The recent issue has highlighted some facts about urban sanitation in India. Drainage and sewerage system in urban areas is an important priority in Indian setting because of rapid urbanization, industrialization, and population growth, along with increase in slum population and migration. A recent study showed that sewerage systems typically reduce diarrhea incidence by about 30% or perhaps as much as 60% when starting sanitation conditions are very poor. But in many contexts, sewerage might be less cost effective and less sustainable than onsite alternatives. Another study also showed that urban sanitation can have an impact on diarrheal disease, even without measures to promote hygiene behavior. In this regard, the presence of efficient drainage and sewerage system is a major factor in the prevention of spread of waterborne diseases in major cities. As per the census 2011, at country level, there is no drainage facility in 48.9% households, while 33% households have only open drainage system. National Family health Survey-3 (2005-2006) reported that 52.8% of the households in urban areas have ′improved sanitation′ which means that their flush or pour toilet latrine connected to piped sewer or septic or other systems, while 41% of the households still have no latrine within household premises, with 24.2% of them depending on public latrine and other 16.8% practising open defecation. Besides, more than 28% of the urban population lives in slum areas. In Bangalore, Karnataka, only half of 52 towns were served by a sewerage system, while in Hyderabad, Andhra Pradesh, 86 of 124 towns had neither sewerage systems nor running water. The bulk of sewage treatment capacity exists in the metropolitan cities, with 40% of wastewater generation. The cities of Delhi and Mumbai generate some 17% of all the sewage in the country.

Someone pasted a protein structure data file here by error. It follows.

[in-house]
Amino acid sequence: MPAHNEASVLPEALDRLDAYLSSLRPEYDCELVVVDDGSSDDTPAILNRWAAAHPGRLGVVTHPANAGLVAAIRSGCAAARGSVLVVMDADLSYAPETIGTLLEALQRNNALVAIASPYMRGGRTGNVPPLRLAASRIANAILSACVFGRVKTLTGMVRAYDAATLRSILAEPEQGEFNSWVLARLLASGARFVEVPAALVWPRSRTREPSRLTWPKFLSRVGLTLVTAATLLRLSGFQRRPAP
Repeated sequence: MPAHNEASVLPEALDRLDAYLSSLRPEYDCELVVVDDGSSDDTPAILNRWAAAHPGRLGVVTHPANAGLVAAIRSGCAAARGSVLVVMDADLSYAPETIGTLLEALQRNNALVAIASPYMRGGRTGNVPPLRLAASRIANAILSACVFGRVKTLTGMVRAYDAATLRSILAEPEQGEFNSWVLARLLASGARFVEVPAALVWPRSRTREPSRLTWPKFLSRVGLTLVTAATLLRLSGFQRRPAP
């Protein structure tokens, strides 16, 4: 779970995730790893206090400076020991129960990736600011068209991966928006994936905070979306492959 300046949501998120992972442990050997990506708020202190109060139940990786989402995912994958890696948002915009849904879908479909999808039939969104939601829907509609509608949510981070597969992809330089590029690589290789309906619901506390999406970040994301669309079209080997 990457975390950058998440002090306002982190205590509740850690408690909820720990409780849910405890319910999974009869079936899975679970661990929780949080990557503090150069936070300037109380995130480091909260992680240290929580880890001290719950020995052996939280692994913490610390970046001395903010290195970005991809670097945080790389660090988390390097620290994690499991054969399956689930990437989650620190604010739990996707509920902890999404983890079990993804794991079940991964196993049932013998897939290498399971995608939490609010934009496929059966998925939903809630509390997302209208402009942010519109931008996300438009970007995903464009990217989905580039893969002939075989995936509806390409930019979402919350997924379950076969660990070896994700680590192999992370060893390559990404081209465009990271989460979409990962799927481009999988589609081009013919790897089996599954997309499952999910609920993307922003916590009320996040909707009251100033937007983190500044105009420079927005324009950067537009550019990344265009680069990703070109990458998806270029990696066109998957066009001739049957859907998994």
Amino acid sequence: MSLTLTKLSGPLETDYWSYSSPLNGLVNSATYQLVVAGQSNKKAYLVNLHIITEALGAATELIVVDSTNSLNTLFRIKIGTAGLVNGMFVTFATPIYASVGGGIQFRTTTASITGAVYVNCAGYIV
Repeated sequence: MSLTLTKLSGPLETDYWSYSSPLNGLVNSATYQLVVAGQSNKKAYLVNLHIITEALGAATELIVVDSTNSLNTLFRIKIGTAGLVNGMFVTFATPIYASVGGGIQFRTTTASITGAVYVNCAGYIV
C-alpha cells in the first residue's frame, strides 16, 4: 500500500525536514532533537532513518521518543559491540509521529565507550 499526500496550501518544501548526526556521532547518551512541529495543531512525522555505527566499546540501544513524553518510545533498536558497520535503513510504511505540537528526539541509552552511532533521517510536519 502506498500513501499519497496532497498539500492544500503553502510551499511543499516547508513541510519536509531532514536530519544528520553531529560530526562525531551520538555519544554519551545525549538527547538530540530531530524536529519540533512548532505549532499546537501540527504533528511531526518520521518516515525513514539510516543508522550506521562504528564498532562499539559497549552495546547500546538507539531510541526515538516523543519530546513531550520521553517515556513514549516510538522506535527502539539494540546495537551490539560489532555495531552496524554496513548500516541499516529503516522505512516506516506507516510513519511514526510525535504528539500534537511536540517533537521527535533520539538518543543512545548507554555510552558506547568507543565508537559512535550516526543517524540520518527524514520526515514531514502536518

Treatment of wastewater is one of the important steps to prevent contamination of urban underground water. Because of unpredictable growth and regional shortage of water, urban areas may be monitored with semi-centralized supply and treatment system of wastewater. The change from centralized to semi-centralized supply and treatment systems will minimize the grave discrepancy between the rapid urban growth and the provision of supply and treatment infrastructure. A case study from India showed that converting the existing open wastewater collection drains on the roadsides, as decentralized networks of covered drains, and converting the large open drains on the outskirts of suburban areas that carry wastewater to agricultural fields is 70% cheaper compared to conventional collection and treatment systems.
National Urban Health Mission is a welcome step and recent development which will be launched with focus on slum areas and other urban poor. At the state level, there would be a State Urban Health Programme Committee, at the district level, a District Urban Health Committee, and at the city level, a Health and Sanitation Planning Committee. At the ward slum level, there will be a Slum Cluster Health and Water and Sanitation Committee. Involvement of local community in planning, implementation, and monitoring of sanitation activities, development of cost-effective and efficient methods and its delivery system to improve the sanitation for rapidly growing urban population, involvement of NGOs, local leaders, and other stakeholders, adequate financing, and political commitment are the requisite areas to be considered to improve the sanitation status in urban areas.
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